BRENTWOOD, N.Y. (PIX11) — John Venza watched the opioid crisis devastate families on Long Island and beyond, including his own, but he also knew a little-reported fact about the young people coming to Outreach House in Brentwood, where he is vice president of Adolescent and Residential Services.

“Almost all our kids that enter Outreach House have a primary diagnosis of THC,” Venza said, referring to the psychoactive chemical in marijuana, tetrahydrocannabinol.

Venza met with PIX11 News recently at the Brentwood facility where bulldozers are building a new residence with 25 beds.

“Parents need to start to understand and get educated about what THC is today, what marijuana is today, and what it’s not,” Venza said.

Venza talked with PIX11 News as New York City was introducing its first legal marijuana dispensaries for people 21 and over. Like other addiction experts, he’s worried that when availability goes up, and the perception of risk goes down, young people and their use of marijuana will go up.

“Young people who are depressed are twice as likely to use cannabis,” Venza observed.  “Cannabis increases depression.”

The link between marijuana use and potential mental health issues for adolescents and teens might have been lost in the media coverage of economic opportunities that legal dispensaries have offered. The city and state have provided licenses in communities that were unfairly targeted by law enforcement when cannabis was illegal.

“You have to mature a bit, before you start to utilize anything,” observed Dasheeda Dawson, founding director of Cannabis NYC. “I’m probably saying that about anything: credit cards, alcohol and cannabis.”

Yet there’s no denying that adolescents and teens are experimenting, and we met a 15-year-old we will call “Rick” in Outreach House’s residential treatment center.

“I was 12 years old when I first tried marijuana,” Rick told PIX11 News. “It was just the flower at first.”

But Rick said he progressed to stronger concentrates within a year. “It was a concentrate from the THC, like dabs,” Rick said. “You put dabs in a cartridge.”

Venza said this highly concentrated THC is what seems to be causing mental health issues for adolescents and teens.

“In the 1970s, the THC level was about 1% in marijuana,” Venza noted. “And now, we’re seeing levels on average of 15% to 30%, with some higher than 30%.”

Venza said there’s particular concern about butane hash oil, which is created using a butane lighter.

“You’re left with a gummy wax,” Venza said. “Unfortunately, butane is a neurotoxin.  Neurotoxins will kill brain cells, and they are not regenerative.”

Rick said he struggled during the COVID-19 pandemic and started using anti-anxiety pills, aside from marijuana — pills he found in his mother’s medicine cabinet.  

The teen’s mom said he went from the “sweetest, most sociable boy, with a heart of gold” to a son “that would throw furniture. He never put his hands on me, but he would get awfully close.”

The treatment community believes New York should pay close attention to studies in Colorado and California that looked at emergency room visits, after marijuana was legalized for recreational use in those states.

A study by the University of Colorado found that emergency room visits for teens quadrupled after cannabis was legalized in the state, with psychosis a common symptom.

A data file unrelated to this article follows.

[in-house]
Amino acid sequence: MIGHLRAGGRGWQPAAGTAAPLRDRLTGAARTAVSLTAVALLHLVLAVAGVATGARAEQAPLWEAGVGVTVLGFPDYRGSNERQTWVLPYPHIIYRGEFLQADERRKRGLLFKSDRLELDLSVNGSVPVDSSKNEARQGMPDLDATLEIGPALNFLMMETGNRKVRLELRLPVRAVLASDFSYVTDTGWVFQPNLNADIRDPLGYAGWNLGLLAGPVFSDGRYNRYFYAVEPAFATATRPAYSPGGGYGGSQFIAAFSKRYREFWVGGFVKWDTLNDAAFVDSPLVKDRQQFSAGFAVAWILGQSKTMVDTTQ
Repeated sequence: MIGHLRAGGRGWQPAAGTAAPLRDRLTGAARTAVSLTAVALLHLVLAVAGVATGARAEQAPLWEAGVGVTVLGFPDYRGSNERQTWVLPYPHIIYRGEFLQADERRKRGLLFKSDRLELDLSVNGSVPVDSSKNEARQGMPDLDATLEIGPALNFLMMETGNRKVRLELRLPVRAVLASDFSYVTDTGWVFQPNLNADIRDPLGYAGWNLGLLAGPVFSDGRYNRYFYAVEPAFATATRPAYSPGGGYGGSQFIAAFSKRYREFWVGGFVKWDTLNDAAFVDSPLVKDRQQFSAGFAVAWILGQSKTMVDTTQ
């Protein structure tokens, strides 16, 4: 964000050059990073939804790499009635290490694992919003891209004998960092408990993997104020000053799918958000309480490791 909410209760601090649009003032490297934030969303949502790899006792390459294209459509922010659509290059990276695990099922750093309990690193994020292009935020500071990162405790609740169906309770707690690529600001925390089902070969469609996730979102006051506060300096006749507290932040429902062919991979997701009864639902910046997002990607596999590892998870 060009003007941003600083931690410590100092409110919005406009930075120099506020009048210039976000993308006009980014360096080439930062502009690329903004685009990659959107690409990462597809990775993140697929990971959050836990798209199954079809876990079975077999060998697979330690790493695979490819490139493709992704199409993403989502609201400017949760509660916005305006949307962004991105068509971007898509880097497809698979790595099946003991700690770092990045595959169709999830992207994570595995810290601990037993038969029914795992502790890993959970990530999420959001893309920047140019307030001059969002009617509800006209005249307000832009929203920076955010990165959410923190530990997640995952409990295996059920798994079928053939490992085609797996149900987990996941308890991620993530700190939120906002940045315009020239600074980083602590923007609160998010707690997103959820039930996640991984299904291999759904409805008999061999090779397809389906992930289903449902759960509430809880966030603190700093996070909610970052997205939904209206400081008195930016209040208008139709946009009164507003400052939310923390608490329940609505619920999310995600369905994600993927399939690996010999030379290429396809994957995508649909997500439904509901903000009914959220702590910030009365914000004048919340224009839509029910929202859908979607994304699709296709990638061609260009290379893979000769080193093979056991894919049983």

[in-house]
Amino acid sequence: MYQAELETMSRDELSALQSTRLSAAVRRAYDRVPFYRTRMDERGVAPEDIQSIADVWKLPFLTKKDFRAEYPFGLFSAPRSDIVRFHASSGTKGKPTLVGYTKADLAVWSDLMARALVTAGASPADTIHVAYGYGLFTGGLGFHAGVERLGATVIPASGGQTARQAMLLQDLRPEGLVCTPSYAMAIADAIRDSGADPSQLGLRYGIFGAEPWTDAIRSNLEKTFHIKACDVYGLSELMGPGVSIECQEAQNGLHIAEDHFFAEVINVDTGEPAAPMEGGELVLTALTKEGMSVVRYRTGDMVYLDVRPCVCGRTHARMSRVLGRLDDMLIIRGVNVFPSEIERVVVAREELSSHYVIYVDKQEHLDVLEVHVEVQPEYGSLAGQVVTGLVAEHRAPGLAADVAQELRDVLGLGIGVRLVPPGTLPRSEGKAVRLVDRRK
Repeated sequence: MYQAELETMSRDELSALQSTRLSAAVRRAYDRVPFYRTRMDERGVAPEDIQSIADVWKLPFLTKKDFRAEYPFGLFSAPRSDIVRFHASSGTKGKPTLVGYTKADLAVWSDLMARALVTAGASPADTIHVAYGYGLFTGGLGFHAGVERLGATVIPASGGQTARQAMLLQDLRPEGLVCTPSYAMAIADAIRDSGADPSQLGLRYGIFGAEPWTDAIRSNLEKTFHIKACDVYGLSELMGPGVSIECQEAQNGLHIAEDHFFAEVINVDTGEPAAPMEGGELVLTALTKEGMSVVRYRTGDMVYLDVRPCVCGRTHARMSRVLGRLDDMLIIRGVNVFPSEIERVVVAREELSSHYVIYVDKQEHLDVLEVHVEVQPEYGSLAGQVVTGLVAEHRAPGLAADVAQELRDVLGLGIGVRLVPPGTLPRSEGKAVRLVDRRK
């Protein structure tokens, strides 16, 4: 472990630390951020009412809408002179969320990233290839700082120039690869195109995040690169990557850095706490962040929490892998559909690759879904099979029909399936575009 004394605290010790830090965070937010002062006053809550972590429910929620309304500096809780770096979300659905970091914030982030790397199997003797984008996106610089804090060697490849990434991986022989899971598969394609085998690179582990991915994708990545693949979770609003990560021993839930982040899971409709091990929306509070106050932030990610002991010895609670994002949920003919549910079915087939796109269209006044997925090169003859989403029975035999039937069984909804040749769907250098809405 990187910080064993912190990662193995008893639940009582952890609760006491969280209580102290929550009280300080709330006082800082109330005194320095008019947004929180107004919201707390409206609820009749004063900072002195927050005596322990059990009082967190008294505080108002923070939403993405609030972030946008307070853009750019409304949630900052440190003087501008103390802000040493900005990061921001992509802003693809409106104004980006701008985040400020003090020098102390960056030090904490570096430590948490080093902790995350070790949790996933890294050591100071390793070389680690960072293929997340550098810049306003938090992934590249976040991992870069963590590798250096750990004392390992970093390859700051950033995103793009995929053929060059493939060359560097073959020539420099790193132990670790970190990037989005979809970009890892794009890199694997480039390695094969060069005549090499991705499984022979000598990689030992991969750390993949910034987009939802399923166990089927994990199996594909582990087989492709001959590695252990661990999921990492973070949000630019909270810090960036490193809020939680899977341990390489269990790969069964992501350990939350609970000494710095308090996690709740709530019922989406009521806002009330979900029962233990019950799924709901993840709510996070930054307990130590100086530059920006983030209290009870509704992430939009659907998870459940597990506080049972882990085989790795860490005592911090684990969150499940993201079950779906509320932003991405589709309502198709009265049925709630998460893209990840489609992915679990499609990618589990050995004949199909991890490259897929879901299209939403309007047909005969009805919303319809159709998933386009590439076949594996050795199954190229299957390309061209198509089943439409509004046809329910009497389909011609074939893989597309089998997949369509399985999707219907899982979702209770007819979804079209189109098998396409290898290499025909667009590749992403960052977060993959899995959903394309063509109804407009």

Psychosis is a mental health disorder that can cause a person to have a break with reality.

The Centers for Disease Control and Prevention has warned that cannabis-use disorder is associated with psychotic breaks.

Rick, who acknowledges he used the anti-anxiety medication Klonopin with marijuana, believes he was having some kind of break with reality.

“I was hearing things and also had visual hallucinations,” the teen said. “I was seeing shadows and I was hearing people calling my name.”

The teen has been in residential treatment for nine months, and he’s supposed to graduate from the program later in February.

“I’ve definitely learned how to control myself more,” the teenager said. “I’ve definitely learned a lot of patience and to wait for things.”

Steve Chassman, executive director of the Long Island Council on Alcoholism and Drug Dependence — known as LICADD — said his organization lobbied New York State to make 25 the legal age to purchase marijuana.

“The prefrontal cortex of the brain is not fully developed until 25, 26, 27,” Chassman said.  “When drugs are introduced at the vulnerable age, they can hijack cognitive functioning.”

Dasheeda Dawson, the Cannabis NYC director, said before she took her current position in New York City, she oversaw the transition to legal marijuana sales in a city out west.

“Before this market, I was in charge of the city of Portland,” Dawson told PIX11 News. “We haven’t seen an increase of hospital visits there for psychotic episodes.”

Dawson also bristled at politicians who tried to tie several mass shootings by teens in 2022 to heavy marijuana use.

“We have no correlation between the use of cannabis and these mass shootings,” Dawson said, “so putting them together is more fear mongering around cannabis.”

Dawson said she believes old data about cannabis has led to the stigmatization of marijuana.

“We need to have fair studies,” Dawson said.  

She also said parents should be educated with facts, when they talk to their children about marijuana.

“We kind of have to peel back the layers with how to use cannabis properly,” Dawson said. “It’s kind of like sex education. You’ve got to talk to your kids about cannabis.”